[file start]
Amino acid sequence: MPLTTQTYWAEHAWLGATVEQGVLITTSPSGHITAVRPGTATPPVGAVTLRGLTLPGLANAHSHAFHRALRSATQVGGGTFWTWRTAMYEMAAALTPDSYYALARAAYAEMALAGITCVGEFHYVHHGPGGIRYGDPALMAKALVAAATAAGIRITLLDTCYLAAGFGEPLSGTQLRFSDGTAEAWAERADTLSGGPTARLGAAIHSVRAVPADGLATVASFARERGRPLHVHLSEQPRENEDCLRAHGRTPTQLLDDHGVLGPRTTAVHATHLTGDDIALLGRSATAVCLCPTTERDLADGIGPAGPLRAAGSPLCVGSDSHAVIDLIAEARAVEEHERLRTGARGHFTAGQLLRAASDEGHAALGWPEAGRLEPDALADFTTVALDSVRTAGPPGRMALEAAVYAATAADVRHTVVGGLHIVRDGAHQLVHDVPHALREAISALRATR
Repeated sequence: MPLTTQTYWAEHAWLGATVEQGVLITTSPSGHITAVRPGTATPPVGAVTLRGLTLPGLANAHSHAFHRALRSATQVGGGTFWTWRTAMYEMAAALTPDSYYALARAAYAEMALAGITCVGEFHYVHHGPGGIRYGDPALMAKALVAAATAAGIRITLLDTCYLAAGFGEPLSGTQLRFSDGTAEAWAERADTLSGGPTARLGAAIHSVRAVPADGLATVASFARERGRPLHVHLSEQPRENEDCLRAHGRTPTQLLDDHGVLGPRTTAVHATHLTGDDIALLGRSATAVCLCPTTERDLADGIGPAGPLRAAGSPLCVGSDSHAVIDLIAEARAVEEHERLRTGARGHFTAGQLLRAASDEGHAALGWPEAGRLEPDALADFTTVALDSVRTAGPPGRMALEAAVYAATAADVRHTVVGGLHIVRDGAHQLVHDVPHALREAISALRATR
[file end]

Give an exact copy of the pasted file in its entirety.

Amino acid sequence: MPLTTQTYWAEHAWLGATVEQGVLITTSPSGHITAVRPGTATPPVGAVTLRGLTLPGLANAHSHAFHRALRSATQVGGGTFWTWRTAMYEMAAALTPDSYYALARAAYAEMALAGITCVGEFHYVHHGPGGIRYGDPALMAKALVAAATAAGIRITLLDTCYLAAGFGEPLSGTQLRFSDGTAEAWAERADTLSGGPTARLGAAIHSVRAVPADGLATVASFARERGRPLHVHLSEQPRENEDCLRAHGRTPTQLLDDHGVLGPRTTAVHATHLTGDDIALLGRSATAVCLCPTTERDLADGIGPAGPLRAAGSPLCVGSDSHAVIDLIAEARAVEEHERLRTGARGHFTAGQLLRAASDEGHAALGWPEAGRLEPDALADFTTVALDSVRTAGPPGRMALEAAVYAATAADVRHTVVGGLHIVRDGAHQLVHDVPHALREAISALRATR
Repeated sequence: MPLTTQTYWAEHAWLGATVEQGVLITTSPSGHITAVRPGTATPPVGAVTLRGLTLPGLANAHSHAFHRALRSATQVGGGTFWTWRTAMYEMAAALTPDSYYALARAAYAEMALAGITCVGEFHYVHHGPGGIRYGDPALMAKALVAAATAAGIRITLLDTCYLAAGFGEPLSGTQLRFSDGTAEAWAERADTLSGGPTARLGAAIHSVRAVPADGLATVASFARERGRPLHVHLSEQPRENEDCLRAHGRTPTQLLDDHGVLGPRTTAVHATHLTGDDIALLGRSATAVCLCPTTERDLADGIGPAGPLRAAGSPLCVGSDSHAVIDLIAEARAVEEHERLRTGARGHFTAGQLLRAASDEGHAALGWPEAGRLEPDALADFTTVALDSVRTAGPPGRMALEAAVYAATAADVRHTVVGGLHIVRDGAHQLVHDVPHALREAISALRATR